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Top 5: Hangover Breakfasts

1. Biscuits
1035 Broad Ripple Ave., 317-202-0410
Breakfast quesadillas and enormous platters of huevos rancheros will wake up bleary-eyed morning diners any day of the week. The breakfast combo includes lacy, crispy-edged French toast, eggs, and sausage, while the spicy biscuits and gravy provides the perfect antidote to a night of carousing.

2. Donut Shop
5527 N. Keystone Ave., 317-255-3836,
Nothing cures a hangover better than a well-stocked doughnut case, especially when the sinkers come in varieties such as buttercrunch, German chocolate, and bacon-maple crumble (available Friday through Sunday). But it’s the sunshine-yellow omelets stuffed with steak and cheese and the corned-beef hash that will restore your inner mojo.

3. Good Morning Mama’s
1001 E. 54th St., 317-255-3800,
Hung over or not, it’s easy to appreciate omelets filled with fried Spam and Cheez Whiz or Elvis’s favorite sandwich concoction of peanut butter, bacon, and banana at this SoBro diner housed in a former service station.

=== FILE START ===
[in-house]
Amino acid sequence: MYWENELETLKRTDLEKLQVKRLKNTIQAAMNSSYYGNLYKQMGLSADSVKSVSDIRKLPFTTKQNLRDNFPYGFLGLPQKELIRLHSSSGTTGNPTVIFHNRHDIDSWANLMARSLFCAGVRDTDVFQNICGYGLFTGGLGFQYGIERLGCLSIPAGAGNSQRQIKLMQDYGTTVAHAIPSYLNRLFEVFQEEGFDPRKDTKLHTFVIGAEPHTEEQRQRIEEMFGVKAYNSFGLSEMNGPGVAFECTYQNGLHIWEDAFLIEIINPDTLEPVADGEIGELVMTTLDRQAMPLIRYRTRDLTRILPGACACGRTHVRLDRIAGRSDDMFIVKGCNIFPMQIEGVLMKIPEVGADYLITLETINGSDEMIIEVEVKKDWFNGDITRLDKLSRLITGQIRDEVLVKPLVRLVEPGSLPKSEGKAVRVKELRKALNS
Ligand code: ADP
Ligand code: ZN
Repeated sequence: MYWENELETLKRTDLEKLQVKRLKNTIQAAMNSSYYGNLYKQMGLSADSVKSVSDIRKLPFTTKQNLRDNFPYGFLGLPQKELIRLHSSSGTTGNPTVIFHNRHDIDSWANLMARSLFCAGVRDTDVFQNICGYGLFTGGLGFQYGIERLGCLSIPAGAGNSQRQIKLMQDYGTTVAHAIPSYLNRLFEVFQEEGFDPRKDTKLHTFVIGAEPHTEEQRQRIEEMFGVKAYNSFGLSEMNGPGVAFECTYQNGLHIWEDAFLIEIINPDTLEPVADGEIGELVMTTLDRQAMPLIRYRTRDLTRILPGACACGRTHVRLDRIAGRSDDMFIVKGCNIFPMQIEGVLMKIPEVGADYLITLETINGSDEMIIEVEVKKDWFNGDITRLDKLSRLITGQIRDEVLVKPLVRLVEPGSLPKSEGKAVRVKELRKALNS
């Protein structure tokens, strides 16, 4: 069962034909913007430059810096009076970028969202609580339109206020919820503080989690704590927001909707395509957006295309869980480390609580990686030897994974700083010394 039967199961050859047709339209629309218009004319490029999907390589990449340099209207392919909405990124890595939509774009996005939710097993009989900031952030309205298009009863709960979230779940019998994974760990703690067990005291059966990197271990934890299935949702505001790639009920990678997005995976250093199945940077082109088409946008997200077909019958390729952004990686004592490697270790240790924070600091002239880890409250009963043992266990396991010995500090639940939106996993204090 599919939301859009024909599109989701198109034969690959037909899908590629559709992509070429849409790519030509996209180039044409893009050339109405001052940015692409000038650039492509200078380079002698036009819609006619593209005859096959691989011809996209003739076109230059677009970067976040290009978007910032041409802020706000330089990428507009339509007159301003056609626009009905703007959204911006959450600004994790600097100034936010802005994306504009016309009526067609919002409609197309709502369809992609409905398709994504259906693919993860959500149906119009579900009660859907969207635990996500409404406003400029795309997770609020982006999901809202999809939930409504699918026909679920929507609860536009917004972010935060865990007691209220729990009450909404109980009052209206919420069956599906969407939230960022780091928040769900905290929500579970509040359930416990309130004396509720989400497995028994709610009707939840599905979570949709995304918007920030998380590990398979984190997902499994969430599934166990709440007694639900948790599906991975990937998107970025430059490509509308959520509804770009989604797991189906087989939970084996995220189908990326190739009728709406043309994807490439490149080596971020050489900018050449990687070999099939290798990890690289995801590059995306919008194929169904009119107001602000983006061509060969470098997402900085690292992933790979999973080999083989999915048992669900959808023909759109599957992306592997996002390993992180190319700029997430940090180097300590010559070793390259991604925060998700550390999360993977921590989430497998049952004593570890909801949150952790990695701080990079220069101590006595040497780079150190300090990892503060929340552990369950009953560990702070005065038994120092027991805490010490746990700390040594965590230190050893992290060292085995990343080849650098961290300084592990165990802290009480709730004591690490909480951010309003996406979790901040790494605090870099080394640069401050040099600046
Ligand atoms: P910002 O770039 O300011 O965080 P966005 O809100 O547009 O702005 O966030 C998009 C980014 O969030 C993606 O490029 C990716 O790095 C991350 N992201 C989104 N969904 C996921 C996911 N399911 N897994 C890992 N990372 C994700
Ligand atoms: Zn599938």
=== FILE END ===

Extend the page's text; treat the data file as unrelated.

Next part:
4. Peppy Grill
1004 Virginia Ave., 317-637-1158
At this grungy but loveable short-order joint in Fountain Square, biscuits and gravy is available from 8 p.m. until 11 a.m., and neatly folded omelets, simple plates of toast and eggs, and stacks of fluffy pancakes—flipped in sight at a griddle that never gets cold—will more than settle your stomach before you crawl home to bed.

5. Georgetown Market
4375 Georgetown Rd., 317-293-9525,
With juice blends such as the “Mender Blender,” featuring six organic juices from carrot to cabbage, you can detox and head off to work without anyone knowing of your night’s indiscretions. Ask for a shot of wheatgrass for an extra punch, and grab a vegan oatmeal cookie from the bakery.

This article appeared in the December 2013 issue.

A graduate of IU’s Master of Fine Arts program in creative writing, Terry Kirts hails from a town in Illinois so small it didn’t have a restaurant until he was in the 8th grade. Since 2000, he’s more than made up for the dearth of eateries in his childhood, logging hundreds of meals as the dining critic for WHERE Indianapolis, Indianapolis Woman, and NUVO before joining Indianapolis Monthly as a contributing editor in 2007. A senior lecturer in creative writing at IUPUI, Terry has published his poetry and creative nonfiction in a number of literary journals and anthologies, including Gastronomica, Alimentum, and Home Again: Essays and Memoirs from Indiana, and he’s the author of the poetry collection To the Refrigerator Gods, published by Seven Kitchens Press in 2011.